Business colleges routinely brag about what attractive jobs their graduate are likely to get. But we in education colleges rarely do the same. If we make an appeal to prospective teachers at all it is usually akin to an appeal to enter the priesthood. You’ll make the world a better place, we say. We almost never say, “And you’ll do well for yourself while doing well for others.” Just look at the marketing — even the title — of Teach for America.
But the reality is that teaching is a pretty good gig. Yes, the work can be draining, but the hours are great and you get regular breaks throughout the year, including a long one over the summer. The annual pay is OK, but when you consider it on an hourly or weekly basis, you’ll get paid more than the average white collar or professional specialty and technical worker (according to the U.S. Bureau of Labor Statistics). In addition, during a period of almost 10% unemployment you’ll sure appreciate the high job security. And let’s not forget the benefits, including solid health-care and an extremely generous retirement package that will let you retire in your mid-50s with about 60% of your peak salary guaranteed for the remainder of your life and adjusted for inflation. It would take a fortune in a 401k or 403b to produce that kind of pension benefit.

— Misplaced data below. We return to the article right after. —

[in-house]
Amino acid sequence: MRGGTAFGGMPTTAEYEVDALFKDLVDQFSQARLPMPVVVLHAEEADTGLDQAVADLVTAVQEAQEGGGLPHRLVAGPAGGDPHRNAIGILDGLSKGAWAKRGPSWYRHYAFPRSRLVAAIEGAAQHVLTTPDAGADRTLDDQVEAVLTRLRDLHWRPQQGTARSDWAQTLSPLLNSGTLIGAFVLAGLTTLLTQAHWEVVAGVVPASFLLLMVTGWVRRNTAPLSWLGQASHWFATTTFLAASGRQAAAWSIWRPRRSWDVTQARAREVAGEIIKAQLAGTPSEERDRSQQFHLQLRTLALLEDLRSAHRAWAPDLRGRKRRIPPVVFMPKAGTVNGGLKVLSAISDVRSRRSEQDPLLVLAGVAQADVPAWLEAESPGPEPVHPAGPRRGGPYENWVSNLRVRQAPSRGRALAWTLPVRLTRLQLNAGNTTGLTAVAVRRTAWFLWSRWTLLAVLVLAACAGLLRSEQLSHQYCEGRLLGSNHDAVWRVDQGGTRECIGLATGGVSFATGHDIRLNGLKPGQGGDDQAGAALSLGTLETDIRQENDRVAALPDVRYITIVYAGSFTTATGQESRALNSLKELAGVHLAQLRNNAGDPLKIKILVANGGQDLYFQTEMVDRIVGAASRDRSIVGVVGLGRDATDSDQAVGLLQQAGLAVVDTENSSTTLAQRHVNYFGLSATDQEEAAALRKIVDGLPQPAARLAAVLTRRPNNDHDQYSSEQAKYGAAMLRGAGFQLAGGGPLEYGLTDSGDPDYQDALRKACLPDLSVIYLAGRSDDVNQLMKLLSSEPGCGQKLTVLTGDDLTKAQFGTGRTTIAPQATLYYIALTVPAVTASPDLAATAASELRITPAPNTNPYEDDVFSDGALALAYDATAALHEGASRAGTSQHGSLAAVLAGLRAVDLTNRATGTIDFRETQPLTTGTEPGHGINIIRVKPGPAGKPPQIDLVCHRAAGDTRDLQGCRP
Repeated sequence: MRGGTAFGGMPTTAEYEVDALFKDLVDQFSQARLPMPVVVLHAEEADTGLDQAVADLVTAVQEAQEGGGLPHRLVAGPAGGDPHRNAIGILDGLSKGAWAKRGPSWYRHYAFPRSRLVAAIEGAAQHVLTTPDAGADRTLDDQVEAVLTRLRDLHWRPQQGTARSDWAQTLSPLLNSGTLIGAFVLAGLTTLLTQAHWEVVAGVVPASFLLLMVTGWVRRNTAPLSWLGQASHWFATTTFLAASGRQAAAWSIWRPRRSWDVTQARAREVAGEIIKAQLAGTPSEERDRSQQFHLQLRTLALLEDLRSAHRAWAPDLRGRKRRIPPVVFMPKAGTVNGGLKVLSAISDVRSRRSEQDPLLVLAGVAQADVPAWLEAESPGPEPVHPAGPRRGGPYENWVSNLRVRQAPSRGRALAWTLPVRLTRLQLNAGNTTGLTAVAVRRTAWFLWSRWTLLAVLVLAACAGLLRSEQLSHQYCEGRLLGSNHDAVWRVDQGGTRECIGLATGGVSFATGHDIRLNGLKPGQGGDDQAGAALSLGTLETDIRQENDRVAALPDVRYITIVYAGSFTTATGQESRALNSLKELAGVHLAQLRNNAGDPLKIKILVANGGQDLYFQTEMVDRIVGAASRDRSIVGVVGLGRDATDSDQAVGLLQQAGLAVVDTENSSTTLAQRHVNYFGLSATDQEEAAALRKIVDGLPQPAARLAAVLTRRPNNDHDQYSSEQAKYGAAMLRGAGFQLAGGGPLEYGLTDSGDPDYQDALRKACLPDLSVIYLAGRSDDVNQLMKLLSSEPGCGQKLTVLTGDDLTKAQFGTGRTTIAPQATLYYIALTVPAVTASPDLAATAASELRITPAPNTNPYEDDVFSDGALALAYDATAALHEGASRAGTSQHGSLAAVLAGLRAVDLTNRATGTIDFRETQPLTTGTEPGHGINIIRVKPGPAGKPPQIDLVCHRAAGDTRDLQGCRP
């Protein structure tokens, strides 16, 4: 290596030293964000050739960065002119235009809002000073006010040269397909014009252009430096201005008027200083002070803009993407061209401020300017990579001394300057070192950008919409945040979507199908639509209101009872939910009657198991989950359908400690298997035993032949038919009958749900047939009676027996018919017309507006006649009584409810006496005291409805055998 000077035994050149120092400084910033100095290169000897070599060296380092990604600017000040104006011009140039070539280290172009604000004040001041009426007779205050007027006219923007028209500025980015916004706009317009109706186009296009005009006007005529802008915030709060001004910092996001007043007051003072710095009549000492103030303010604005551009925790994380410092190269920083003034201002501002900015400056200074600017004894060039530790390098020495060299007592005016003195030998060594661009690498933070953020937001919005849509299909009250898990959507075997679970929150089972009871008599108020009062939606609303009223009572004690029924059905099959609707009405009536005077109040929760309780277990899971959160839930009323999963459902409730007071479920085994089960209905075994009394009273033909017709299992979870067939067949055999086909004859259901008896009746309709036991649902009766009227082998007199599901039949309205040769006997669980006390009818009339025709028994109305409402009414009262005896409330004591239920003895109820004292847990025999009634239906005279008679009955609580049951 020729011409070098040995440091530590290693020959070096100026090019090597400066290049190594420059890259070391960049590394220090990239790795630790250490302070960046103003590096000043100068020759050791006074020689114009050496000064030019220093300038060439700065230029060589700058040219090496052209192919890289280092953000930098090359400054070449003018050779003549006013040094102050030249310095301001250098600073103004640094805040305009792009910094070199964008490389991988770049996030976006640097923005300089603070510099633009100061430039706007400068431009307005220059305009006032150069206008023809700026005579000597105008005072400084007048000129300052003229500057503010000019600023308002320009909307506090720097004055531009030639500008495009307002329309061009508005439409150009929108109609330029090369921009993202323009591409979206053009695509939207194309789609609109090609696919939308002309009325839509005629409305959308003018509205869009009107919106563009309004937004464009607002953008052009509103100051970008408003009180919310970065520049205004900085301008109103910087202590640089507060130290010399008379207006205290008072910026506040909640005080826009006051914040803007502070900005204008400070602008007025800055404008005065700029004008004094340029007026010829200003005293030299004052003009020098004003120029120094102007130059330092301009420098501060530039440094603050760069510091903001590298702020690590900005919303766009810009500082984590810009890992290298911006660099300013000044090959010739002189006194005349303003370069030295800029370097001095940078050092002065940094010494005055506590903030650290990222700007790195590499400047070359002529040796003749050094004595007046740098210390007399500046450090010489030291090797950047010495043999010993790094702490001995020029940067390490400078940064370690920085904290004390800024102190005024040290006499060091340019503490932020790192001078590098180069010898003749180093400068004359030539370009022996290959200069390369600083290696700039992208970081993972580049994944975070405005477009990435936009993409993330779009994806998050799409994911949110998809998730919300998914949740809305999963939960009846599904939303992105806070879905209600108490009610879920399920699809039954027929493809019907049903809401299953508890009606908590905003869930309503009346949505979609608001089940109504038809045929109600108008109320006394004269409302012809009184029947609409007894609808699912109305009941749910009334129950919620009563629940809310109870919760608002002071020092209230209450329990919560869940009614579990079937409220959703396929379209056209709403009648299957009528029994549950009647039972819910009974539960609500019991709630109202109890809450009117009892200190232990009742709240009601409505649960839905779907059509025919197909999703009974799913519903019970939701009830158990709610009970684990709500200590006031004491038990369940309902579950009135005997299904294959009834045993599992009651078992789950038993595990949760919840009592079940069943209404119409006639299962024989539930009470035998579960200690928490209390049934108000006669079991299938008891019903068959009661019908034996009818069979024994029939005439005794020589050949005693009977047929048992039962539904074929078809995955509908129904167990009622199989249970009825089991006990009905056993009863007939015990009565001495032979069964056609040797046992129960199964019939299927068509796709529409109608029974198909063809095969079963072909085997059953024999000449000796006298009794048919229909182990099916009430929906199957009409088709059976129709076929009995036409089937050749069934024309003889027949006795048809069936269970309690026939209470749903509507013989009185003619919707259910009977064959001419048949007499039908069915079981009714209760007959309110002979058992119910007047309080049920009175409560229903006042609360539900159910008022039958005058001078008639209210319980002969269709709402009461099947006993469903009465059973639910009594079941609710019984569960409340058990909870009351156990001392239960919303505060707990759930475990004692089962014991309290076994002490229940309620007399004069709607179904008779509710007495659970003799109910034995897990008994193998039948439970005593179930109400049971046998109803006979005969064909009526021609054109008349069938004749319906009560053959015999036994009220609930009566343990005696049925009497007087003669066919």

People shouldn’t complain about what a good gig teaching is; people should seek to become teachers and get it themselves. That’s the sensible advice that a Madison, WI teacher gave:
As someone who has been teaching for 18 years, Brand is familiar with the resentment and jealousy that her summer break elicits from those outside the profession. “It’s definitely a perk of the job,” she says, noting that people who covet her summers off could be teachers if they so choose. “I just say, ‘Well, you could go back to school and be a teacher yourself. It’s got its trade-offs.'”
If only we told prospective teachers about how attractive the job could be, we’d almost certainly draw more of them, including more of our best and brightest. Why should all those kids go to business school when they could be preparing to be teachers?
The problem is that people fear that advertising the pecuniary benefits of teaching would undermine the appropriate motivation for teachers. Balderdash! Do you think the brilliant heart surgeon is undermined in her motivation by the attractive pay?
And teacher unions cultivate a false sense of poverty among teachers in order to keep them and the general public mobilized for the next demand for increased pay or benefits. Let them try. We should launch our own campaign in ed schools of telling the world about how rewarding, both personally and financially, teaching can be.
(edited for typos)